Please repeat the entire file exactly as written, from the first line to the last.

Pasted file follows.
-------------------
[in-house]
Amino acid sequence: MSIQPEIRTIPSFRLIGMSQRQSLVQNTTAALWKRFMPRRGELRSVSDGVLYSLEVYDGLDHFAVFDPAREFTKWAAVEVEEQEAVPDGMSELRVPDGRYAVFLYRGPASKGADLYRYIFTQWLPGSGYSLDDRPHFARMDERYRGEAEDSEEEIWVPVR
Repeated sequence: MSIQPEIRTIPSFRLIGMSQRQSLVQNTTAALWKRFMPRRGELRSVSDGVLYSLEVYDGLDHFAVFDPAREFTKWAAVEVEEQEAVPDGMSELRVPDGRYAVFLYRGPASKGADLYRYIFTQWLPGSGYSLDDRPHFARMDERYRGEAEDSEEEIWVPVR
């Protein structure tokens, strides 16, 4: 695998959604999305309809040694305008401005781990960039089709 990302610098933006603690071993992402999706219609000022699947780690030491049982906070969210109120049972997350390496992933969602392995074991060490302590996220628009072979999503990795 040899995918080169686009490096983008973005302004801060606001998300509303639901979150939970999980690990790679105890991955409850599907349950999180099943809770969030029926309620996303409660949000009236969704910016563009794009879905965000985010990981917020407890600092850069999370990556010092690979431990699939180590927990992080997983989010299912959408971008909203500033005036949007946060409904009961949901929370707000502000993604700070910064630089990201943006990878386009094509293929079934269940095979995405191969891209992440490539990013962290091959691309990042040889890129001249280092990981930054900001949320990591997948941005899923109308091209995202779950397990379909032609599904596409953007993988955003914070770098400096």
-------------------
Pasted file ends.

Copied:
[in-house]
Amino acid sequence: MSIQPEIRTIPSFRLIGMSQRQSLVQNTTAALWKRFMPRRGELRSVSDGVLYSLEVYDGLDHFAVFDPAREFTKWAAVEVEEQEAVPDGMSELRVPDGRYAVFLYRGPASKGADLYRYIFTQWLPGSGYSLDDRPHFARMDERYRGEAEDSEEEIWVPVR
Repeated sequence: MSIQPEIRTIPSFRLIGMSQRQSLVQNTTAALWKRFMPRRGELRSVSDGVLYSLEVYDGLDHFAVFDPAREFTKWAAVEVEEQEAVPDGMSELRVPDGRYAVFLYRGPASKGADLYRYIFTQWLPGSGYSLDDRPHFARMDERYRGEAEDSEEEIWVPVR
């Protein structure tokens, strides 16, 4: 695998959604999305309809040694305008401005781990960039089709 990302610098933006603690071993992402999706219609000022699947780690030491049982906070969210109120049972997350390496992933969602392995074991060490302590996220628009072979999503990795 040899995918080169686009490096983008973005302004801060606001998300509303639901979150939970999980690990790679105890991955409850599907349950999180099943809770969030029926309620996303409660949000009236969704910016563009794009879905965000985010990981917020407890600092850069999370990556010092690979431990699939180590927990992080997983989010299912959408971008909203500033005036949007946060409904009961949901929370707000502000993604700070910064630089990201943006990878386009094509293929079934269940095979995405191969891209992440490539990013962290091959691309990042040889890129001249280092990981930054900001949320990591997948941005899923109308091209995202779950397990379909032609599904596409953007993988955003914070770098400096």